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Showing posts from August, 2015

Autism: The fastest growing developmental disability impacts youth development

By Darcy Cole If you have worked in youth development for long, you probably have encountered at least one youth who seems “unique”. You might not know exactly why he or she is different, but you know for some reason she is. That something may be called autism.

How can we overcome gender bias in STEM education?

By Rebecca Meyer Isis Wenger, creator of the #ILookLikeAnEngineer  campaign How do we engage women in productive science, technology, engineering, and math (STEM) careers when stereotypes run so deep?  A recent ad campaign by a company recruiting engineers ignited a social media dialogue about sexism in the tech industry and what people believe engineers should look like.  One of the ads featured a female engineer, which elicited sexist comments in social media.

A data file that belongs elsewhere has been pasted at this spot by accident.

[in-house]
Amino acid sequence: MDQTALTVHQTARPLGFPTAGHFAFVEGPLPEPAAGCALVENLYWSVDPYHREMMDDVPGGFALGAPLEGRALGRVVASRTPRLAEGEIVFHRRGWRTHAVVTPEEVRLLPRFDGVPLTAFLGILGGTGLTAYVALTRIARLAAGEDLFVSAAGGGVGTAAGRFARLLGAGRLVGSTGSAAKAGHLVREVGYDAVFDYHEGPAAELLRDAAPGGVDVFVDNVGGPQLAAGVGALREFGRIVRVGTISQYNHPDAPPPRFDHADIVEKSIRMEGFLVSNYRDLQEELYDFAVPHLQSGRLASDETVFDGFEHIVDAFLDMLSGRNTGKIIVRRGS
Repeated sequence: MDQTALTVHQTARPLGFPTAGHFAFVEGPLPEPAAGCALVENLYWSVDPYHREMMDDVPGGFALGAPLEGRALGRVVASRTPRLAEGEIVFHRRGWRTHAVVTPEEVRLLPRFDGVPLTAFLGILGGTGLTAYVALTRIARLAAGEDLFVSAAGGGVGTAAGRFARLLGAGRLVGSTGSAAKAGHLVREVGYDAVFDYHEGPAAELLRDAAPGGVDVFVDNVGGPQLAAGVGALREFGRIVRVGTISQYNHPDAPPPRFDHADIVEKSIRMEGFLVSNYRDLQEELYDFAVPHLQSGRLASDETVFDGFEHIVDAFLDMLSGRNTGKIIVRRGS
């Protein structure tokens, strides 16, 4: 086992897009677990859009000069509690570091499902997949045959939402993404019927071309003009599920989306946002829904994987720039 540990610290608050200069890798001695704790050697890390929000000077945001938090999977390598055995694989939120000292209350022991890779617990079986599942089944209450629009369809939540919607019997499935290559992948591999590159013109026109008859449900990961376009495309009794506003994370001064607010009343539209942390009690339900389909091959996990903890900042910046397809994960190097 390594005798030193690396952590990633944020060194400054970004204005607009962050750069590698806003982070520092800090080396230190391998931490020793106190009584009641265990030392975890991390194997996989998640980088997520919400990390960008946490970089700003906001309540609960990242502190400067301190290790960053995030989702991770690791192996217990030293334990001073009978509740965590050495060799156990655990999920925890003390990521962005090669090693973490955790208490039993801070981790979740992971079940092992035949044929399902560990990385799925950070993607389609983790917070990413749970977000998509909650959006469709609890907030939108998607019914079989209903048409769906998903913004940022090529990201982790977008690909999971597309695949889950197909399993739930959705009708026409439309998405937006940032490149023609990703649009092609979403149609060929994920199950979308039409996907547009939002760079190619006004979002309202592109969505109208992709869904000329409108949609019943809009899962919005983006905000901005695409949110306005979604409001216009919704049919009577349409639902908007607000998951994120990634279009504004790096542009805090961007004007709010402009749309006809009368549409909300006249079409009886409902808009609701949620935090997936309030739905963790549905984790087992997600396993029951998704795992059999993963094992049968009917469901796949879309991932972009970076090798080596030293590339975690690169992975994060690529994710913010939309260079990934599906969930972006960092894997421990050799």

Bridging the higher ed aspiration-achievement gap

By Joanna Tzenis Many young people aspire to go to college, but there’s a gap between aspirations for higher education and actually enrolling. This is an important gap to address because lower levels of educational attainment are associated with higher levels of poverty. Here are the numbers: In the U.S. in 2011, a higher percentage of young adults without a high school diploma (31 percent) were living in poverty than those who had completed high school (24 percent) and those who had earned a bachelor’s or higher degree (14 percent) (U.S. Department of Education, 2011).